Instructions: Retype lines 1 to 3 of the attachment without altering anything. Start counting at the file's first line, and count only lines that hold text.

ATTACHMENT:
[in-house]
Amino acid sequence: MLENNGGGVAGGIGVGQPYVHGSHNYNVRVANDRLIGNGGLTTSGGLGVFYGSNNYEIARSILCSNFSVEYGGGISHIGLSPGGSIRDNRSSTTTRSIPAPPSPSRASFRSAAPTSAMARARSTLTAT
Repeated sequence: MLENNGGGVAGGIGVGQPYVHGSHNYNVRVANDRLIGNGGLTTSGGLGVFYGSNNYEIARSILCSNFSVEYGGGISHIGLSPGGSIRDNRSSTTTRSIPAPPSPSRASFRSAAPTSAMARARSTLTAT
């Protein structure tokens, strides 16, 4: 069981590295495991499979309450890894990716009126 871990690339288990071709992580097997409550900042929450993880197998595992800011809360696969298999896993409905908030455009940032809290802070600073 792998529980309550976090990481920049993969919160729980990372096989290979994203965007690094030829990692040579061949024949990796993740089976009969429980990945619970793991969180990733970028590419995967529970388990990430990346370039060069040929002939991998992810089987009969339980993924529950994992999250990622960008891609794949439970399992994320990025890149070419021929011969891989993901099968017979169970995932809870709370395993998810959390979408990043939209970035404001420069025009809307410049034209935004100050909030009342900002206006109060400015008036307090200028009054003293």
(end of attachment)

[in-house]
Amino acid sequence: MLENNGGGVAGGIGVGQPYVHGSHNYNVRVANDRLIGNGGLTTSGGLGVFYGSNNYEIARSILCSNFSVEYGGGISHIGLSPGGSIRDNRSSTTTRSIPAPPSPSRASFRSAAPTSAMARARSTLTAT
Repeated sequence: MLENNGGGVAGGIGVGQPYVHGSHNYNVRVANDRLIGNGGLTTSGGLGVFYGSNNYEIARSILCSNFSVEYGGGISHIGLSPGGSIRDNRSSTTTRSIPAPPSPSRASFRSAAPTSAMARARSTLTAT